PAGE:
organization, is one of the many falsehoods spread by our opponents. They confound our present social

institutions with organization; hence they fail to understand how we can oppose the former, and yet favor the

latter. The fact, however, is that the two are not identical.

"The State is commonly regarded as the highest form of organization. But is it in reality a true organization? Is it

not rather an arbitrary institution, cunningly imposed upon the masses?

"Industry, too, is called an organization; yet nothing is farther from the truth. Industry is the ceaseless piracy of the

rich against the poor.

"We are asked to believe that the Army is an organization, but a close investigation will show that it is nothing else

than a cruel instrument of blind force.

"The Public School! The colleges and other institutions of learning, are they not models of organization, offering

the people fine opportunities for instruction? Far from it. The school, more than any other institution, is a veritable

barrack, where the human mind is drilled and manipulated into submission to various social and moral spooks,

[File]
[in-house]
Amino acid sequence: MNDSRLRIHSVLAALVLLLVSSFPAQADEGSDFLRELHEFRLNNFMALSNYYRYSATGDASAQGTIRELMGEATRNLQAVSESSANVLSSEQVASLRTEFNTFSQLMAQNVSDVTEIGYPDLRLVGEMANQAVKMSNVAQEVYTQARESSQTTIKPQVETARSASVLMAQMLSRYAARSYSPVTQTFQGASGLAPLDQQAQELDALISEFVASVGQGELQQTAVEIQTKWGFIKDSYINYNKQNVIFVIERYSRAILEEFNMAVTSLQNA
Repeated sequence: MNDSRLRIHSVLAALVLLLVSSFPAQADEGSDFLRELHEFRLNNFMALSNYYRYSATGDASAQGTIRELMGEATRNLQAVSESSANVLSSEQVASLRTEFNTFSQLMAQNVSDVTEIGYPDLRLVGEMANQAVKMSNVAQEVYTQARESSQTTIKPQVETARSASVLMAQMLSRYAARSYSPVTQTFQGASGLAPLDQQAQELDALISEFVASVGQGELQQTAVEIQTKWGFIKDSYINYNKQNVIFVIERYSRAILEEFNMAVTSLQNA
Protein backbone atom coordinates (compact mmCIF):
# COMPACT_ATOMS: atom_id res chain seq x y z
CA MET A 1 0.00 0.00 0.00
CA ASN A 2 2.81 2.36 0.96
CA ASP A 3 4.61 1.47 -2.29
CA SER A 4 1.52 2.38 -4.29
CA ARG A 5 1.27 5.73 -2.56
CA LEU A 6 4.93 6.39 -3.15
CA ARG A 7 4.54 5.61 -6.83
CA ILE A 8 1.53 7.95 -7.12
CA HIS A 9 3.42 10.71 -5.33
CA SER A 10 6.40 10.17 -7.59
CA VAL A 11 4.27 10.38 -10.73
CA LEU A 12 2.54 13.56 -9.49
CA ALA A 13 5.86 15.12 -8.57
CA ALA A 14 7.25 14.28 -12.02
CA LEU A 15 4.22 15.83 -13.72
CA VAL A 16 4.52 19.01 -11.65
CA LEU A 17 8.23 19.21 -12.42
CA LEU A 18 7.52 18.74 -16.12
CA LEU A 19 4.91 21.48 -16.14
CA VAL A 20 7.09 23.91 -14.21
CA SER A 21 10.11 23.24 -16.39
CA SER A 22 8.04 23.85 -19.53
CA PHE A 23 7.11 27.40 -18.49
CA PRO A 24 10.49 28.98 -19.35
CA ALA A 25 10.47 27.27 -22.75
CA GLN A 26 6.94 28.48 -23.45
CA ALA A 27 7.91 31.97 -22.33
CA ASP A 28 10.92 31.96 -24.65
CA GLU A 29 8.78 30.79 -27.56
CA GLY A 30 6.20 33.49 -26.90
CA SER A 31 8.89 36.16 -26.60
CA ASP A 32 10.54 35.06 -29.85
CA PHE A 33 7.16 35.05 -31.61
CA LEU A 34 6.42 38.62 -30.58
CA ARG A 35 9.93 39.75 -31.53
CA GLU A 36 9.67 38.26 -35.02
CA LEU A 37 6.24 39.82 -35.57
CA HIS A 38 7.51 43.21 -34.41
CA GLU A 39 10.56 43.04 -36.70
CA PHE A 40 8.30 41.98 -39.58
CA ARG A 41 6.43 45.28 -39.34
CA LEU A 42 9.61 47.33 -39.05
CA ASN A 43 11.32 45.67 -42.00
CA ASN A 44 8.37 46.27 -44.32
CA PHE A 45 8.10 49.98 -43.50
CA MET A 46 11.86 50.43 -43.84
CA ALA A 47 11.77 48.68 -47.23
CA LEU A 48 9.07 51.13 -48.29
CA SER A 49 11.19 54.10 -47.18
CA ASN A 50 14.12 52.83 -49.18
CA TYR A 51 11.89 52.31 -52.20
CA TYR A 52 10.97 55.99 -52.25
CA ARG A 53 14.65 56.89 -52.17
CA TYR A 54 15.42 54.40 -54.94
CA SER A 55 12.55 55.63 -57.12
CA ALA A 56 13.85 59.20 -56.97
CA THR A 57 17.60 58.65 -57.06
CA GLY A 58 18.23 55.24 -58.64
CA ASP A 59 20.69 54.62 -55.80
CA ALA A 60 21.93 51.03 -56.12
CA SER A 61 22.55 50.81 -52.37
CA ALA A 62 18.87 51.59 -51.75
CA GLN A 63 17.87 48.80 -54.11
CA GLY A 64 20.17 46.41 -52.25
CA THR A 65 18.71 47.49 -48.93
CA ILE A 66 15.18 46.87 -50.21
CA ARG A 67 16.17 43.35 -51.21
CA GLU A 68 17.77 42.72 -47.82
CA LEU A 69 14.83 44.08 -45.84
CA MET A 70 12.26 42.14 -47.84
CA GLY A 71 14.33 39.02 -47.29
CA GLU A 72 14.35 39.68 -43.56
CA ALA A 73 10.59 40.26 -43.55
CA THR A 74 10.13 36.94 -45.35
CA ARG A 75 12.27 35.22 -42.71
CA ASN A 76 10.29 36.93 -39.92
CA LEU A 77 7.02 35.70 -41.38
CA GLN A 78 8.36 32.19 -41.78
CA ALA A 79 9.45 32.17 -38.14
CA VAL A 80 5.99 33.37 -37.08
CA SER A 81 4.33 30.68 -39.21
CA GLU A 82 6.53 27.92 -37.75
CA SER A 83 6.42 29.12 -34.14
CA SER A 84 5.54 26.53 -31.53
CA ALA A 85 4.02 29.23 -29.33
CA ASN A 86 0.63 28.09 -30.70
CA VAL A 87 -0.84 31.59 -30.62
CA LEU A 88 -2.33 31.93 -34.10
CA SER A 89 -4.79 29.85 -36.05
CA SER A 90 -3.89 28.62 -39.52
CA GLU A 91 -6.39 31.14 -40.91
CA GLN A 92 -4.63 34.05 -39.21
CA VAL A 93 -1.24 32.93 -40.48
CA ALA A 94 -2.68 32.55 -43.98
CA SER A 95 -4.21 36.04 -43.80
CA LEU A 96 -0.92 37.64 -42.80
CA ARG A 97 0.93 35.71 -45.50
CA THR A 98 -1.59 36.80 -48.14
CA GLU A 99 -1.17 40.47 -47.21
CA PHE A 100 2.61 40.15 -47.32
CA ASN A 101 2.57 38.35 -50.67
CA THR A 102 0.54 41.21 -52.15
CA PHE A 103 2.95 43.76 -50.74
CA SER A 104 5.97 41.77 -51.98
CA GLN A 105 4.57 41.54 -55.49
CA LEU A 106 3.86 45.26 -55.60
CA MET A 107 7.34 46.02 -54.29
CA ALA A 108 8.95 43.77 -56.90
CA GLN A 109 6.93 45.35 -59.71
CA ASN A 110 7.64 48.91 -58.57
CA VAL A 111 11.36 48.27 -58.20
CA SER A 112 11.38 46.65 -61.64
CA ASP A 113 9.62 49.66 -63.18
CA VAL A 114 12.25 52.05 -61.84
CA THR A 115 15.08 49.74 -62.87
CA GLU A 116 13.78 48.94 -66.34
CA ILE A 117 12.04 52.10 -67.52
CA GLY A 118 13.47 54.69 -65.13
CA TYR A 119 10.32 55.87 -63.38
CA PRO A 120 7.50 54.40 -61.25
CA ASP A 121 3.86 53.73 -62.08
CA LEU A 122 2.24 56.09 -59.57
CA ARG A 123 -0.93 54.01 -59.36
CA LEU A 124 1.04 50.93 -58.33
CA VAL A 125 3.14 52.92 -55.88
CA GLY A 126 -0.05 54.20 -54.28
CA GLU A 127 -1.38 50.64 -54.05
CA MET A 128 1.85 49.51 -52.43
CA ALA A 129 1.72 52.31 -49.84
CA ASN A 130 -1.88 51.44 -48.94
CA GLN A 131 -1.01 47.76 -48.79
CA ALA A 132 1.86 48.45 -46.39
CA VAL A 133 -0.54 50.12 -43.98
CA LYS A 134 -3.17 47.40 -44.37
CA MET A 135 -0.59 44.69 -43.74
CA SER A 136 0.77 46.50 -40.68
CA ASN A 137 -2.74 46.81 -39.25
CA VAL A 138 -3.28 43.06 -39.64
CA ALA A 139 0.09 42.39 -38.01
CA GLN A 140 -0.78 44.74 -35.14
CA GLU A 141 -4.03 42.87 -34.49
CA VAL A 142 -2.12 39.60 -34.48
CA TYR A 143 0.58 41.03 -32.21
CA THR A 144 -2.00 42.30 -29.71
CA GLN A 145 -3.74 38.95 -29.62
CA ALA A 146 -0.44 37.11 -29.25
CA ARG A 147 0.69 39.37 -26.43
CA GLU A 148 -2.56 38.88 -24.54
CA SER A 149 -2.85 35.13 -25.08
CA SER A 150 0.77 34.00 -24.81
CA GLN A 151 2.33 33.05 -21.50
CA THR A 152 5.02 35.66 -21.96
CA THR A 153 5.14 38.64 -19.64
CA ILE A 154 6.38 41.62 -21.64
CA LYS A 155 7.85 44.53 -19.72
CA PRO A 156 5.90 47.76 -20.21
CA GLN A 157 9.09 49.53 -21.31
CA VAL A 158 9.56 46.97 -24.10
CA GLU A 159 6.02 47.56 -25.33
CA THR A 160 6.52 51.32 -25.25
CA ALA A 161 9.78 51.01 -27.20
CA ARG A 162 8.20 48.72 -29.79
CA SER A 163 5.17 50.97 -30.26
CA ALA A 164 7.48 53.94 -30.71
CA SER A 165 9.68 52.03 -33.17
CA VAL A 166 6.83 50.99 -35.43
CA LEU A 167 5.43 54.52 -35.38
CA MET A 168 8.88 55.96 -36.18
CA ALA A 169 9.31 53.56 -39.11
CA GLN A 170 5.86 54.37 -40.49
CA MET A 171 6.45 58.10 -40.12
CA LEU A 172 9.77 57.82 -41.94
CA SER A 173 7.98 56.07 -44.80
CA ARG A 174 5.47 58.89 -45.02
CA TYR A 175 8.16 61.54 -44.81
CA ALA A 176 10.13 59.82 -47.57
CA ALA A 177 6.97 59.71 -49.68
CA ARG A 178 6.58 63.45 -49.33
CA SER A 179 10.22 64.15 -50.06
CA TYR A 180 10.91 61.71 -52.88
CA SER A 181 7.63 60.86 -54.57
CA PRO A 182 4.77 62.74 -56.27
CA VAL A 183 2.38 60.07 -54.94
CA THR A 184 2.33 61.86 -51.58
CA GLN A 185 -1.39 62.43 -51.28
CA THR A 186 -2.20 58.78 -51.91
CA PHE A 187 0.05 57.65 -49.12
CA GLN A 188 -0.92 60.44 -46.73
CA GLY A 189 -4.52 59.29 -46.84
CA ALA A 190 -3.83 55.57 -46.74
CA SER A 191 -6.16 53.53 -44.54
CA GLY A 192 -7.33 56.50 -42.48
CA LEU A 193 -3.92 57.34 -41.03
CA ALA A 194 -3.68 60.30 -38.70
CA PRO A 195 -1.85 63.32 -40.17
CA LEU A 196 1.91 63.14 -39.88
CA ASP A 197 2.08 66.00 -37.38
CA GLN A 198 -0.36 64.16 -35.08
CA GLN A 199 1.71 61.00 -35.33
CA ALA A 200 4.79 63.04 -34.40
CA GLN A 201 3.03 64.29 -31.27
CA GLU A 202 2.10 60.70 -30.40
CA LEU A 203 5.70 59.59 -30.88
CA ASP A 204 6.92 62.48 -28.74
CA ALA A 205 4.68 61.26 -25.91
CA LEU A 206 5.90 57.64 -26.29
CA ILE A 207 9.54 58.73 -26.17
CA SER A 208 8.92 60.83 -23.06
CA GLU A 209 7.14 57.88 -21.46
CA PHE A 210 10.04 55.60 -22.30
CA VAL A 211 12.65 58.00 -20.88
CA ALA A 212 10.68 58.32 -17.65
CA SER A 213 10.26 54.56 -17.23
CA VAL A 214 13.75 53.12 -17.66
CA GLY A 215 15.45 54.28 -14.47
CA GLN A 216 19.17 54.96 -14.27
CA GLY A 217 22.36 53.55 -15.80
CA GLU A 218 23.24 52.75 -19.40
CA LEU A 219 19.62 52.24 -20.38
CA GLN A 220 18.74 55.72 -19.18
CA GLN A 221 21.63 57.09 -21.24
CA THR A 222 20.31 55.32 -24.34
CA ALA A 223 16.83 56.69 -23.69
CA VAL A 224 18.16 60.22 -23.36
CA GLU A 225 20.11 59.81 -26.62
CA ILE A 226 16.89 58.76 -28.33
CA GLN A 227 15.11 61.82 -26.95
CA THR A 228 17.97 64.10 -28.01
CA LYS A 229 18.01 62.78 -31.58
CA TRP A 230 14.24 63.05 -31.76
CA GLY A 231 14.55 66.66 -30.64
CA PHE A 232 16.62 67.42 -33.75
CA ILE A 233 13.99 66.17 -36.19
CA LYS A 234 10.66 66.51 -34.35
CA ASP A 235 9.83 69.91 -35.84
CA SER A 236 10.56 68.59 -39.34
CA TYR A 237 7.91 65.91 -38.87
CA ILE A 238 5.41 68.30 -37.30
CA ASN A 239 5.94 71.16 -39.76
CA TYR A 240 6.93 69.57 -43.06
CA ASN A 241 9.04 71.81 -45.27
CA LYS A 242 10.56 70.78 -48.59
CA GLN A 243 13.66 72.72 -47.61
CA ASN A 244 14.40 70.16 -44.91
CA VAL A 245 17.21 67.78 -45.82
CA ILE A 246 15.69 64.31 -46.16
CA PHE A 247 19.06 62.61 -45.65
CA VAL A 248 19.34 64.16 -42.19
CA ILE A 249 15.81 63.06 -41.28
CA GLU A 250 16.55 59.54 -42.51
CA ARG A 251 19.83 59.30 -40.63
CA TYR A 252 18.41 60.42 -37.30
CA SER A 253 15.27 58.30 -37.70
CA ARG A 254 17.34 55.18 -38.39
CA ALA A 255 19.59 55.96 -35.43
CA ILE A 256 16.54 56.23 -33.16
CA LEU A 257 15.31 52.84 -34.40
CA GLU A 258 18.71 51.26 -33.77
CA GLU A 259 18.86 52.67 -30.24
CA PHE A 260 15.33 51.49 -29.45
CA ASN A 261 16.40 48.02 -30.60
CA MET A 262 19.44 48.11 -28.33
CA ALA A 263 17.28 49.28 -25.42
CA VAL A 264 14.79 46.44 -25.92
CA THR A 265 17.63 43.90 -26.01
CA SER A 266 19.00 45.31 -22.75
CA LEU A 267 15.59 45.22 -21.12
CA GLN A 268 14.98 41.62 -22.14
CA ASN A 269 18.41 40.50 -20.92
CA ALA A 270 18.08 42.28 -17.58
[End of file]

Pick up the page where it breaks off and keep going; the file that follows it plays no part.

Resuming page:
and thus fitted to continue our system of exploitation and oppression.

"Organization, as WE understand it, however, is a different thing. It is based, primarily, on freedom. It is a natural

and voluntary grouping of energies to secure results beneficial to humanity.

"It is the harmony of organic growth which produces variety of color and form, the complete whole we admire in

the flower. Analogously will the organized activity of free human beings, imbued with the spirit of solidarity,

result in the perfection of social harmony, which we call Anarchism. In fact, Anarchism alone makes non-

authoritarian organization of common interests possible, since it abolishes the existing antagonism between

individuals and classes.

"Under present conditions the antagonism of economic and social interests results in relentless war among the

social units, and creates an insurmountable obstacle in the way of a co-operative commonwealth.

"There is a mistaken notion that organization does not foster individual freedom; that, on the contrary, it means the

decay of individuality. In reality, however, the true function of organization is to aid the development and growth